Similarly, the technological nature of entrepreneurship in the region directly influences the share of women entrepreneurs, which reflects the share of women in scientific and technical fields. Only 20% of project leaders are women. While this situation is clearly not satisfactory, as it limits the pool of potential talent, it is slowly improving (see Deborah Heintze's interview on this subject).

"The Vaud startupper isn't always from Vaud"

Innovation is often made by people who are not rooted in the local soil. As Hervé Lebret, former head of EPFL's Innogrant business start-up fund, testifies, commenting on the factors that help develop local innovation.

«In the canton of Vaud, they typical portrait of people active in technological entrepreneurship is relatively simple to draw»

A reservoir of skills

Regardless of its size, an innovative company needs specific skills. From this point of view, in Switzerland, the cantons of Vaud and Zurich stand out with a denser local pool of trained personnel than in the other cantons.

The canton of Vaud has a population pool with a high level of education


This reflects the presence of many higher education courses in these two cantons. And a more surprising feature: regardless of the origin of the students, university graduates remain within a relatively small geographical area when they enter the labour market. This is particularly the case for EPFL, with an overwhelming majority of alumni in French-speaking Switzerland and in the canton of Vaud (according to a map drawn up in 2014).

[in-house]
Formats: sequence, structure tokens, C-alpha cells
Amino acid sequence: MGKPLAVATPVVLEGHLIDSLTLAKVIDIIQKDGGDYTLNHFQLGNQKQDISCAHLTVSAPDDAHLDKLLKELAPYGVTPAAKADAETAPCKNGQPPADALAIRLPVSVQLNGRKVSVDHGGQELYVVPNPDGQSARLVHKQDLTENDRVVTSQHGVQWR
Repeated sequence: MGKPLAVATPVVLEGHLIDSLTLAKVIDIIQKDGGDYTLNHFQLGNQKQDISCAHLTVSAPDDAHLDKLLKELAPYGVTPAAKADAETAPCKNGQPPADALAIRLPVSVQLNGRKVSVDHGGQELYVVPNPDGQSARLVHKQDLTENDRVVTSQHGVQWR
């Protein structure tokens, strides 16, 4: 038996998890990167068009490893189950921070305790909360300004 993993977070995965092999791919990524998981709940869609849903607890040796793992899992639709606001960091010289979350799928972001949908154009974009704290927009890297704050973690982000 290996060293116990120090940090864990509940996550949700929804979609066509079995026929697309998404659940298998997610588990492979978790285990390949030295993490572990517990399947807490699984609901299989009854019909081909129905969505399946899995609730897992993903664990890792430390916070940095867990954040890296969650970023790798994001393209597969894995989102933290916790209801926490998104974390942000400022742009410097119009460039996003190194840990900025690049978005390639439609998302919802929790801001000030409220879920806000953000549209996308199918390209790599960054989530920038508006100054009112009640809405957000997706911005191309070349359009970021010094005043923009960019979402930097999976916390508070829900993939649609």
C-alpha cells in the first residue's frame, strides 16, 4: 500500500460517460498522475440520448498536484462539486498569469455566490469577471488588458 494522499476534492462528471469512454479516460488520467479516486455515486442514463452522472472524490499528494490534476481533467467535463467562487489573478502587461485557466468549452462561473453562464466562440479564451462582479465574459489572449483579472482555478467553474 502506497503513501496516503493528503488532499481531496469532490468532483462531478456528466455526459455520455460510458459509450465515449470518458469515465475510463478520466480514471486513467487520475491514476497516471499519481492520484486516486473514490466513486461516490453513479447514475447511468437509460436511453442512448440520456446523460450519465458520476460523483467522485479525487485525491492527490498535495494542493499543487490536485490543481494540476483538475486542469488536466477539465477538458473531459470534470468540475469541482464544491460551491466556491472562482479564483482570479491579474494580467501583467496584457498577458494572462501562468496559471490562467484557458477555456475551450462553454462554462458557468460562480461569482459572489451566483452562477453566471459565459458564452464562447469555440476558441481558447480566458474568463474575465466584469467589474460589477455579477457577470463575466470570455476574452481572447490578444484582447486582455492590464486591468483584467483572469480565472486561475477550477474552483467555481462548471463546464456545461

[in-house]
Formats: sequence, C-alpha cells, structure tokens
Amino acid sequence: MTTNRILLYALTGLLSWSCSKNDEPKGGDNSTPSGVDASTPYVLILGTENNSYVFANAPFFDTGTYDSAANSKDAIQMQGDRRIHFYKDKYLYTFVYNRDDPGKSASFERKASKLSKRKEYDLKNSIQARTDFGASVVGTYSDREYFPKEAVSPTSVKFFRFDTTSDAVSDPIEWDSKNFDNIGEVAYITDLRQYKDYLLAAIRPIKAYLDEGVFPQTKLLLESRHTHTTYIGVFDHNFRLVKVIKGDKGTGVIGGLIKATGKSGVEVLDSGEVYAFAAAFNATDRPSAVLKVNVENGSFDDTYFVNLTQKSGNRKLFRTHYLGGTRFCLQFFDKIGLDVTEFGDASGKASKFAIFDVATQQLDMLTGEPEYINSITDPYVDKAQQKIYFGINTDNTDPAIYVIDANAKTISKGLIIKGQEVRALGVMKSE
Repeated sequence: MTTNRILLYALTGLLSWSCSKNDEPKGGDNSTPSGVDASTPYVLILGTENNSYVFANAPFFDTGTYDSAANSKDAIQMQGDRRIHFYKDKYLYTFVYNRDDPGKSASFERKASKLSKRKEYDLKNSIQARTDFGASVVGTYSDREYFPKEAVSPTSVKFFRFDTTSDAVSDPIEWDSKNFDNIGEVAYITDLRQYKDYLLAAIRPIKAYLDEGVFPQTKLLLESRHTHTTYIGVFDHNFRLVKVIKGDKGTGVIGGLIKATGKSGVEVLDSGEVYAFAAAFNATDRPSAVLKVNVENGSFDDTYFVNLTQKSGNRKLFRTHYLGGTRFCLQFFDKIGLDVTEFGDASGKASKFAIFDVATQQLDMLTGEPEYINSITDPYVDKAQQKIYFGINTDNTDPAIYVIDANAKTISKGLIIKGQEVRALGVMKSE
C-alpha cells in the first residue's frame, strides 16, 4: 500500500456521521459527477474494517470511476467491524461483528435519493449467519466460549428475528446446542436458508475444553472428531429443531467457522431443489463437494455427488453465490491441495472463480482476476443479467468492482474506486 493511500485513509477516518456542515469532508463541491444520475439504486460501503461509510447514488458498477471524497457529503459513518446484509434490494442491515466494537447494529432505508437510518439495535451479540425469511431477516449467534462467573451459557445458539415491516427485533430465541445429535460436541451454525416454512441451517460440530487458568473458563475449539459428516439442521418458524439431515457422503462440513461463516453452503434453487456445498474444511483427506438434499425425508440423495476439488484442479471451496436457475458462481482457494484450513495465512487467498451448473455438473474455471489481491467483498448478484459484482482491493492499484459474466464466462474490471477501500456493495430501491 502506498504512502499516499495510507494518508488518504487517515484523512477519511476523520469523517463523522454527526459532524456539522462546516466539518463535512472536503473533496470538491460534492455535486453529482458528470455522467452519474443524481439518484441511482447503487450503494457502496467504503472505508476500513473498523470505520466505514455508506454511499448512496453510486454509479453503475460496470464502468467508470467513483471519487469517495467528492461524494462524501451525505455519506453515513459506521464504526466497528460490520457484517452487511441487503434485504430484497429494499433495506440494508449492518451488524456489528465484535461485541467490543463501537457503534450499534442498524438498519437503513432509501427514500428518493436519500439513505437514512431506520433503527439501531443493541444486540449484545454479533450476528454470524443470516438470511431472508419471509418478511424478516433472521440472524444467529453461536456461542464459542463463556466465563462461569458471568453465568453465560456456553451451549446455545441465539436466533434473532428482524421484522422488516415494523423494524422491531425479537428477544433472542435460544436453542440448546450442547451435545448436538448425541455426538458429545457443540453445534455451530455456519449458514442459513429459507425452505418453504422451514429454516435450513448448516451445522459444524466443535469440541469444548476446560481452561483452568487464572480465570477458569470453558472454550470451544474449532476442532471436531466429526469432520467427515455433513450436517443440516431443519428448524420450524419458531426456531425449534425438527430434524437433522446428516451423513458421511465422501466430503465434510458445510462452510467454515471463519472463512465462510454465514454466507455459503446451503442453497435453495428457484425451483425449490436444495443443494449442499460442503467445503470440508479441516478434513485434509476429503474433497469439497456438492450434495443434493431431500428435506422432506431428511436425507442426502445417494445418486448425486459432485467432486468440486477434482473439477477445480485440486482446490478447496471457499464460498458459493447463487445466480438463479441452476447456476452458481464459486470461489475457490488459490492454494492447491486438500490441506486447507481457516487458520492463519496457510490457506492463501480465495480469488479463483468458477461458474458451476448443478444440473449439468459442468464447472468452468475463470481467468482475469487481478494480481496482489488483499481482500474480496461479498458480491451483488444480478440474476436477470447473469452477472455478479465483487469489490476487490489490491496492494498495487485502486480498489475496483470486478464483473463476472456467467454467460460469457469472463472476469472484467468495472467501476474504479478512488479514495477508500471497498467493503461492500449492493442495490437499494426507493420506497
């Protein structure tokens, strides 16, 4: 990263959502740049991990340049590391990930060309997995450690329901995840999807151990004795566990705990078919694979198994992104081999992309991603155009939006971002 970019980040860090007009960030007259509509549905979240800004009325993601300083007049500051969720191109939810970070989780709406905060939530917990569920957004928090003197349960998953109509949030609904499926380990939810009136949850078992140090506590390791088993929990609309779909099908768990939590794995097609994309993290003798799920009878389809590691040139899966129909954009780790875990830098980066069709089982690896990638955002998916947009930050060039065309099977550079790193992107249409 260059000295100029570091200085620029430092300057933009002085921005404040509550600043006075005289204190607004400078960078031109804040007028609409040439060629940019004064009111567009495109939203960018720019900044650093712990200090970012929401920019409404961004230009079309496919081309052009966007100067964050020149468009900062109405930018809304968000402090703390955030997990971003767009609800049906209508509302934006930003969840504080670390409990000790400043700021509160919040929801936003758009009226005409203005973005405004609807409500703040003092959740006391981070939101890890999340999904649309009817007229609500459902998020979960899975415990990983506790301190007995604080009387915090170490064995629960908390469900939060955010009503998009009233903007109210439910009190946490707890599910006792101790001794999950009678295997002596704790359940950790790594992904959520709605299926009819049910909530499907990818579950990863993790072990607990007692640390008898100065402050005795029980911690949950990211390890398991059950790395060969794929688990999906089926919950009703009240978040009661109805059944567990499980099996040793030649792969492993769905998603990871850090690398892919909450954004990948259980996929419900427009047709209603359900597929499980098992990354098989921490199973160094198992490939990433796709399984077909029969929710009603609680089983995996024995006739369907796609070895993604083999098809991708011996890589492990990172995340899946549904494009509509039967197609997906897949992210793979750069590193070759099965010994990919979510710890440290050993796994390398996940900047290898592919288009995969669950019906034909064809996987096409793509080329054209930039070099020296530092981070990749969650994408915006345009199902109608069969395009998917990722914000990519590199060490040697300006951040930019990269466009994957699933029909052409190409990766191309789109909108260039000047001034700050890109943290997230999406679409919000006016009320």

«Regardless of its size, an innovative company needs specific skills»

A new generation of entrepreneurs

More than perception or quantity, the most decisive development in recent years has been the truly massive increase in the level of ambition of entrepreneurs, male or female, in the region.

The level of ambition of Vaud entrepreneurs has increased fivefolds in a few years

This level has simply increased fivefold in a few years. The degree of preparation and maturity of new entrepreneurs is also very different from five years ago: "Since I joined the Foundation for Technological Innovation (FIT) in 2012, the overall level of ambition and quality of the projects has been constantly increasing", explains Joao-Antonio Brinca, FIT Vice-President. "Business plans are very well developed, integrating international expansion projects from the outset".

This situation is the result of several factors and, in part, the overall positive perception of the entrepreneur's social status, as well as the regular coverage of this theme in the media. However, the most decisive element is probably to be found in the important effort to educate and raise awareness of entrepreneurship undertaken at several levels, directly within schools, by Innosuisse (ex-CTI) or through private initiatives such as those supported by the Gebert Rüf Foundation. Twenty years ago, these training courses were still totally non-existent.

In the end, with successive generations of entrepreneurs, a true entrepreneurial culture is gradually emerging in the region, with its "role models", its sectors and its founding myths.

«The degree of preparation and maturity of new entrepreneurs is also very different from five years ago»